I have been remise in posting of late and deeply regret it. The holiday season is upon us and I’ve got a lot on my plate. I am trying to finalize my short story for a Weird Western anthology and continue writing my novel plus a few other projects. Enough about me…
Selected Poems and Tales by Edgar Allen Poe: This is a large Barnes and Noble edition with illustrations by Mark Summers and an introduction by Neil Gaiman. It probably comes as no surprise to you that I am a fan of Poe’s work. While I enjoy his stories I am fonder still of his verse. I believe that Annabel Lee was my introduction to Poe and the first story I read was The Cask of Amontillado. I was hooked after that. There is a reason that numerous movies and works have been inspired by the works of Poe. His writings worm their fiendish way inside of you and tether themselves with terror and dread. The Conqueror Worm indeed.
The Hobbit by J.R.R. Tolkien: This edition is illustrated by Alan Lee. I doubt there isn’t a fantasist in the land that doesn’t have this book on their shelf. Bilbo Baggins and his dwarven companions take to an adventure that none will soon forget. The world that Tolkien creates is detailed, vast and wonderous. How could I not want to return back again and again. I eagerly await the coming second part of the recent Hobbit movie and you should too.
The Lord of the Rings by J.R.R. Tolkien: This is a massive paperback collection of all three volumes. I really need to attain a more sturdy edition and have my eye on one at Barnes and Noble, but for now, this is what I have. There is so much to say about the Lord of the Rings that I find myself at a loss to encapsulate it. Some would call this the father of the Fantasy genre and certainly it is one of the seeds if nothing else. The characters and action grab hold of your imagination and the world Tolkien has created swallows you whole. The quest to destroy the One Ring, searched for by the Dark Lord Sauron, and heal the land from the evil threatening to overtake it entirely. A quest led by a small hobbit named Frodo and his trusty friend Sam but that also involves, dwarves, elves, wizards and mighty creatures of magic. The recent movies made from these volumes are masterpieces and I recommend you watch them right away if you have not.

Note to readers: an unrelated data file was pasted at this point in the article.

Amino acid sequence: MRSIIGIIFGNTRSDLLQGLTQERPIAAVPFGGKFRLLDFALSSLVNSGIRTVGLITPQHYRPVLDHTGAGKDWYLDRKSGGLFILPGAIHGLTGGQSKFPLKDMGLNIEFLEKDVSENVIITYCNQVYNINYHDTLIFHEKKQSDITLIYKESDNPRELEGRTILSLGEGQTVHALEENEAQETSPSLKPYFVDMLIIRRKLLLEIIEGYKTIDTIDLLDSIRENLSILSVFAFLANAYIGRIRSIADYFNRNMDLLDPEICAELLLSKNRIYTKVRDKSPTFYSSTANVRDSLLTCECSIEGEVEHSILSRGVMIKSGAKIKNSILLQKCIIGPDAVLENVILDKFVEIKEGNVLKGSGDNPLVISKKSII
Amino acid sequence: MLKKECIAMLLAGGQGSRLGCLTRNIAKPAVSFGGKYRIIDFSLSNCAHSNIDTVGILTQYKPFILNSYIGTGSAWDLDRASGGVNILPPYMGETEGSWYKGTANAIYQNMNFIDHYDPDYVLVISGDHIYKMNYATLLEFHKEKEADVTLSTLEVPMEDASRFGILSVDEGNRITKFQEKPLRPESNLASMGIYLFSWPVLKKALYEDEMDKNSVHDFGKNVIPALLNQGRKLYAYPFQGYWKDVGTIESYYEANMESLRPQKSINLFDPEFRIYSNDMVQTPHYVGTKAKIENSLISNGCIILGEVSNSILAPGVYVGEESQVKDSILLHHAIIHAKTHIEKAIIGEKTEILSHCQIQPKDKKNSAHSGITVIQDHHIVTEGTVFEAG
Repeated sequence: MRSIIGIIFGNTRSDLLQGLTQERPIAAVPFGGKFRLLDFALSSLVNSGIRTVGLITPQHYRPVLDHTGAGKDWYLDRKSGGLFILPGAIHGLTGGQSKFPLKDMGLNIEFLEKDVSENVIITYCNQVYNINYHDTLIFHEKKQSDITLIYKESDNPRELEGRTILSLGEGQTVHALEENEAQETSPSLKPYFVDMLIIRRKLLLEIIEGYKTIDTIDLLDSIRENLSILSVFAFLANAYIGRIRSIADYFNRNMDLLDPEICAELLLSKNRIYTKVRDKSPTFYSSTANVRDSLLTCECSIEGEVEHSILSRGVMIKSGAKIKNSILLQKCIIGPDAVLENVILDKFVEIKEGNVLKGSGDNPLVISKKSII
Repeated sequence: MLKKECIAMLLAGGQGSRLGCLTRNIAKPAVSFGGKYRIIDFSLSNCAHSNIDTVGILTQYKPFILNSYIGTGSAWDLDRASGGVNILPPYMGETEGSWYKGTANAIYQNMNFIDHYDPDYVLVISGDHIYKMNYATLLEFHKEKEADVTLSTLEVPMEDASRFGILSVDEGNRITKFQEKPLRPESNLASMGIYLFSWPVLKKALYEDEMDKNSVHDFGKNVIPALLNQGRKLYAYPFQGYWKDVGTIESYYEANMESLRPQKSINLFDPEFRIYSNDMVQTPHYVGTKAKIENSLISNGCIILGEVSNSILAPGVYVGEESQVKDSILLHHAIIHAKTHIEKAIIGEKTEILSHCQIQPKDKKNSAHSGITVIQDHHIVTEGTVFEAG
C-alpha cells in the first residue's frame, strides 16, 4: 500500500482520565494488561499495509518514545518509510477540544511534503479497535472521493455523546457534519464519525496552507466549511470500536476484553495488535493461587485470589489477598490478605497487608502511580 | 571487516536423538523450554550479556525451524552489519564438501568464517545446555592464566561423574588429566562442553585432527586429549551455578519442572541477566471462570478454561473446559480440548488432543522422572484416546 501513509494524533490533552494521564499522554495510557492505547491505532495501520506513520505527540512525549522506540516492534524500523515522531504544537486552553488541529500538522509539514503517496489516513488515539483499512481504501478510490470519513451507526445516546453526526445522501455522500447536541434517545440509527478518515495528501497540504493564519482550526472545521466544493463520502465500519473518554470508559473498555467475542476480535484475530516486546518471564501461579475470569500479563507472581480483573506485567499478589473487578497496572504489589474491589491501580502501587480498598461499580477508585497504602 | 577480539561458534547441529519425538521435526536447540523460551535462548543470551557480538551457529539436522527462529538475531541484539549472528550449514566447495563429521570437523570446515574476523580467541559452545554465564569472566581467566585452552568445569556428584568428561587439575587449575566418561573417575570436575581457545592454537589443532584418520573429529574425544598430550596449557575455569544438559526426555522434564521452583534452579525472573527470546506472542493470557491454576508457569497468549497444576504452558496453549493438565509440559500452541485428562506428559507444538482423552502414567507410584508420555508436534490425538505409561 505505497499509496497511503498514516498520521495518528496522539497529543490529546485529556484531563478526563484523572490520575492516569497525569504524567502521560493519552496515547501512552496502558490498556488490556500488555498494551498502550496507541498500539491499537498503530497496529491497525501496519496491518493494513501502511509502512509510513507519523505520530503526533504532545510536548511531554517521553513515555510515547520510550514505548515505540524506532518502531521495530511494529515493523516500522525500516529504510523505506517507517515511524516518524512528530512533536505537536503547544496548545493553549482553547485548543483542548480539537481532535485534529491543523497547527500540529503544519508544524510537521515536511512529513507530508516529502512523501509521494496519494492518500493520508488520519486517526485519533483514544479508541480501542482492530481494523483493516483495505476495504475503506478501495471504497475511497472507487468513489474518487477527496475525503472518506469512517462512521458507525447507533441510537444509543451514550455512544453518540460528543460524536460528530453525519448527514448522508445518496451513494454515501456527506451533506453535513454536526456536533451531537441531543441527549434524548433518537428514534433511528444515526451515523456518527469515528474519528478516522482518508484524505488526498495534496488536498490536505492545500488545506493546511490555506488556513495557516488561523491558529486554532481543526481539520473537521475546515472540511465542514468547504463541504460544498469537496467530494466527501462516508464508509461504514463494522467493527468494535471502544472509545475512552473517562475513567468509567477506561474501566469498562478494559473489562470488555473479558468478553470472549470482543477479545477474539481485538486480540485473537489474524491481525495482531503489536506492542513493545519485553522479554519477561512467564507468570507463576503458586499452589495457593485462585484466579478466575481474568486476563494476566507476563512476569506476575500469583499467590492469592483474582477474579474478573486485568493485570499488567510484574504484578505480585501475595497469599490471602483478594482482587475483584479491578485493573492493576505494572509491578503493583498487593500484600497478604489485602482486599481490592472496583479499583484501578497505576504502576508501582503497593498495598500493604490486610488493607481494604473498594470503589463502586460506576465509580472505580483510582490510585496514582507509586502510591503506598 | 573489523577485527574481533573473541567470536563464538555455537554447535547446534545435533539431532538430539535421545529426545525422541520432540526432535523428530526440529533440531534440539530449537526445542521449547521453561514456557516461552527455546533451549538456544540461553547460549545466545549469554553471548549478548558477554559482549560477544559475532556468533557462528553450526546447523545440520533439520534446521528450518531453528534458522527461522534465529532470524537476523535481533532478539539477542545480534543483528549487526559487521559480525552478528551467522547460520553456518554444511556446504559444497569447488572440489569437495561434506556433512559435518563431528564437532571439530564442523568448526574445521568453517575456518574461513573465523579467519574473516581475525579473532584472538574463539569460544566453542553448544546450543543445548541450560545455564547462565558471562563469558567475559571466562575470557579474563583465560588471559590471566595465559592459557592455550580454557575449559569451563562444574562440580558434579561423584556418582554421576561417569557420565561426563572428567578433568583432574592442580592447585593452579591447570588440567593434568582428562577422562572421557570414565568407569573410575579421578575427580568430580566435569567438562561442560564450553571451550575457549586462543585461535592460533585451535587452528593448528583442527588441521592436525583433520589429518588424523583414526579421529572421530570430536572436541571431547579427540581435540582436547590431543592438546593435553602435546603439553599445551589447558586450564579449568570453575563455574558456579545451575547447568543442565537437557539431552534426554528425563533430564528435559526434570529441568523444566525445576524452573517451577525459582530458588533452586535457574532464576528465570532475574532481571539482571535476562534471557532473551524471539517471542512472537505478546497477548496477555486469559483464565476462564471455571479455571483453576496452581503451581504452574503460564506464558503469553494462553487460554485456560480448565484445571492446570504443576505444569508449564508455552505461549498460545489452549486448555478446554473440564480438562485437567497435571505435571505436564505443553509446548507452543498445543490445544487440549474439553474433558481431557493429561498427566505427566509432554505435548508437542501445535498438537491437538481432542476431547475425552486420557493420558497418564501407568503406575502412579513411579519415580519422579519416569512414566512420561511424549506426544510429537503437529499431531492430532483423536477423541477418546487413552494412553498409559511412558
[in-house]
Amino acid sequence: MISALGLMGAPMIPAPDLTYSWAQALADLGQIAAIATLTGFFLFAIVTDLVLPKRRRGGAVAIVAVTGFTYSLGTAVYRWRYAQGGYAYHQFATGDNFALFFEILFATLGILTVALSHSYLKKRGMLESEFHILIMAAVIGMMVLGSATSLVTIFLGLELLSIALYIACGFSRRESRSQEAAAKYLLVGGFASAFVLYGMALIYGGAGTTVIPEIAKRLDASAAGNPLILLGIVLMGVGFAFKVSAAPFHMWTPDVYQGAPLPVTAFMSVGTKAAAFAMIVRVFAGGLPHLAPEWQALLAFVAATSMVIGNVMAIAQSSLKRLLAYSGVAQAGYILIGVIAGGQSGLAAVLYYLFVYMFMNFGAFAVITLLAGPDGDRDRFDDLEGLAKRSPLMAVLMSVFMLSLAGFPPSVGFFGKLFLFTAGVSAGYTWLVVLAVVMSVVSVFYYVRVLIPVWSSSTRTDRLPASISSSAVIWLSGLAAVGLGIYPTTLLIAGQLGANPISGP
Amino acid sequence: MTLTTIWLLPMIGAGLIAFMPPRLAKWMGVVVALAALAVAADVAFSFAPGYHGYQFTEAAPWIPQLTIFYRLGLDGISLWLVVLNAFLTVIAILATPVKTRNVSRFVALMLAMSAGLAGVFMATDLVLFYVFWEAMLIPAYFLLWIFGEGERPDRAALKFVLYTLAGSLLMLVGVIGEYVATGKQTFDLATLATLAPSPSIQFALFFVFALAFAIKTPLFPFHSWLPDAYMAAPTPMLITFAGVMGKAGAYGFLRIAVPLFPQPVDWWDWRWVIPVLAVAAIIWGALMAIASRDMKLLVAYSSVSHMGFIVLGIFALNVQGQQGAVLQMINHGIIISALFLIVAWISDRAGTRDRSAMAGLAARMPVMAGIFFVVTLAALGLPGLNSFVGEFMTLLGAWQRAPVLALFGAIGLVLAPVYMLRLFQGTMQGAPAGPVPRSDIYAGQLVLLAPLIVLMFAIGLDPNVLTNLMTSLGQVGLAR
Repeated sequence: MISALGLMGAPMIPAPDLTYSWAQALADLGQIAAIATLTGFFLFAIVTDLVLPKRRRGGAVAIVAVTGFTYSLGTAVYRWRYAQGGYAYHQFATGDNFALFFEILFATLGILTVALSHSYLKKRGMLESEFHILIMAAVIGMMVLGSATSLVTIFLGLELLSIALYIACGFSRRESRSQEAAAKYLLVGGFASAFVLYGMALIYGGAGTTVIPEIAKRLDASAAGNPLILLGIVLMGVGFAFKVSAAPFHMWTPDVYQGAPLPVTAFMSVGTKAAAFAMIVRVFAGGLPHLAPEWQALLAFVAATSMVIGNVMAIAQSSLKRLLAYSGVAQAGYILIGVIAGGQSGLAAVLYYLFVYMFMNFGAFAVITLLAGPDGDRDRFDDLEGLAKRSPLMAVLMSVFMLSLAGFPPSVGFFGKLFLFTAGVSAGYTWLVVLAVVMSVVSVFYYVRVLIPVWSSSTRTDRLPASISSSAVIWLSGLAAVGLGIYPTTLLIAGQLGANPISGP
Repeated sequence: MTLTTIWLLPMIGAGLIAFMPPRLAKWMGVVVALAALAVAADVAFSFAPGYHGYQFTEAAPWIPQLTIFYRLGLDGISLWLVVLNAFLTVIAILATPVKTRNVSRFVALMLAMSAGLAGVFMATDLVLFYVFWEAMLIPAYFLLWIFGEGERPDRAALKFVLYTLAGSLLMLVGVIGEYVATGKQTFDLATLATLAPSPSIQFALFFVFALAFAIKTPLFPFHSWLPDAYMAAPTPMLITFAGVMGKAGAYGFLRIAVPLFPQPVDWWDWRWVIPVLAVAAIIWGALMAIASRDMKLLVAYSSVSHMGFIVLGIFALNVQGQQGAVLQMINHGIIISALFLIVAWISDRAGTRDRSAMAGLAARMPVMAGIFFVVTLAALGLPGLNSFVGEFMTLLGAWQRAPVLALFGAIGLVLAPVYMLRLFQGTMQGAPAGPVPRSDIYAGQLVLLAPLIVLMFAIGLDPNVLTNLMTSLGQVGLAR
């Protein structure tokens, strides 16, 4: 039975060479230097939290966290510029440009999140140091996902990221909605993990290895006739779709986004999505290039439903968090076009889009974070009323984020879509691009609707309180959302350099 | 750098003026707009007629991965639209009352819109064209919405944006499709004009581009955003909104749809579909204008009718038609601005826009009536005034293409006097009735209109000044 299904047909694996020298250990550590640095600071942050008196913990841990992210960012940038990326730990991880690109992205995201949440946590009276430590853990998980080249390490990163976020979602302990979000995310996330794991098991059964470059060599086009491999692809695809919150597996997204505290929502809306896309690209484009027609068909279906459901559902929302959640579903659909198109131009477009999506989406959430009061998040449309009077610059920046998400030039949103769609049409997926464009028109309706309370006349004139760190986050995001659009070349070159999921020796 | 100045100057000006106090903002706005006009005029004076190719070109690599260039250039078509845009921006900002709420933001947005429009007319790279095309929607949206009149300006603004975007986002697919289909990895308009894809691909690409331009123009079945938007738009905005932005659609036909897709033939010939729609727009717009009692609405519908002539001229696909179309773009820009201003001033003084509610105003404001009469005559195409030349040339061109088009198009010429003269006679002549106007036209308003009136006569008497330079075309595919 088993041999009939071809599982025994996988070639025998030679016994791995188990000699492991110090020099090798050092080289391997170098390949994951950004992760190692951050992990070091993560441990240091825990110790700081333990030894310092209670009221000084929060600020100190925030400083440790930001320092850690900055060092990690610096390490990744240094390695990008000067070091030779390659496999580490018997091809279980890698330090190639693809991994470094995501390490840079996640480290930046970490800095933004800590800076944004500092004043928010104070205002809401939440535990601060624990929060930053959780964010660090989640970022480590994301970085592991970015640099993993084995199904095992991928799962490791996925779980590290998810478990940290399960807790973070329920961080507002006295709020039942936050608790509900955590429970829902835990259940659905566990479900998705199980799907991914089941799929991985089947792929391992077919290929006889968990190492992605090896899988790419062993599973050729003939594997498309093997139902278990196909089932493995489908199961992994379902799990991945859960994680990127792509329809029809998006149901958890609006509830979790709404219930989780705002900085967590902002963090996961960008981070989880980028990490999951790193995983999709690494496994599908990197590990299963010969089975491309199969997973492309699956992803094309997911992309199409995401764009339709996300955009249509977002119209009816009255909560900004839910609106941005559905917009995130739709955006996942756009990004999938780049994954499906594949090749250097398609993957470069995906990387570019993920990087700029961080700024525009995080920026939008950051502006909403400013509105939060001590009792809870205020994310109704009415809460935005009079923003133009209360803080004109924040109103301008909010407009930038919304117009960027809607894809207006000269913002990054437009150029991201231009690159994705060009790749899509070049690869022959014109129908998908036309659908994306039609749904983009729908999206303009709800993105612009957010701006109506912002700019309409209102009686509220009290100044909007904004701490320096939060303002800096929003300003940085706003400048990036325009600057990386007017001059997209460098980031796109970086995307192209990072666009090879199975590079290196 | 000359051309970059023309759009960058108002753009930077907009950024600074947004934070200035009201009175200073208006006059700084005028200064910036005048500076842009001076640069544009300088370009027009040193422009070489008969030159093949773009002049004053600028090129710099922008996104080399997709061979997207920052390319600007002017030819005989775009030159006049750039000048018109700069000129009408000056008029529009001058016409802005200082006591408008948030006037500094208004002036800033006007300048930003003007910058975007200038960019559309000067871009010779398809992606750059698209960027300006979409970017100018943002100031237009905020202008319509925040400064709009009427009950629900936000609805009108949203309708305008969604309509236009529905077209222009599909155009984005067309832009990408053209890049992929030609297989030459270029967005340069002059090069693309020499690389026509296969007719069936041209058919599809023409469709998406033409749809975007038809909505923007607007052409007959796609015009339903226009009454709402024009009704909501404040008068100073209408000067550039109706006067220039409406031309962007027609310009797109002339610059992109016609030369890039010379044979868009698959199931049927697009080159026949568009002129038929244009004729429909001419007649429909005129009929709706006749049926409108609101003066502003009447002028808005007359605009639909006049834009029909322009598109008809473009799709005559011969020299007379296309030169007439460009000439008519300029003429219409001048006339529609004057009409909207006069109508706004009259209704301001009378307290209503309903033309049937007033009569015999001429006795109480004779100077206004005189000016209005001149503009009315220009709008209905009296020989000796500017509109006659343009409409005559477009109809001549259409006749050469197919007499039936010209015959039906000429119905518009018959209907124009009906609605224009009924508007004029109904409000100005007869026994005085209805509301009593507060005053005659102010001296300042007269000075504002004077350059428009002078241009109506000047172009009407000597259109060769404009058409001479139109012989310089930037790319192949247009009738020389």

The Hunchback of Notre-Dame by Victor Hugo: One of my most favorite books. The prose is often beautiful and always a joy to read. If you are used to reading modern novels only, it will take some getting used to reading with a bit more effort, but it is well worth it. I am still waiting for a film version that captures the novel’s heart and tempestuous nature. I modeled the main character in my current novel a bit after Quasimodo, so yeah, I’m a fan.
Neuromancer by William Gibson (20th Anniversary Edition): This book came out in 1984, fourteen years before the movie The Matrix. Mind blown. Gibson is often credited with birthing the cyberpunk genre. Gibson’s virtual reality has become our own. Any fan of science fiction will revel in the prose and stylings found in this book.
“Know how a ROM personality matrix works?”
“Sure, bro, it’s a firmware construct.”
“So I jack it into the bank I’m using, I can give it a sequential, real time memory?”
“Guess so,” said the construct.
“Okay, Dix. You are a ROM construct. Got me?”
“If you say so,” said the construct. “Who are you?”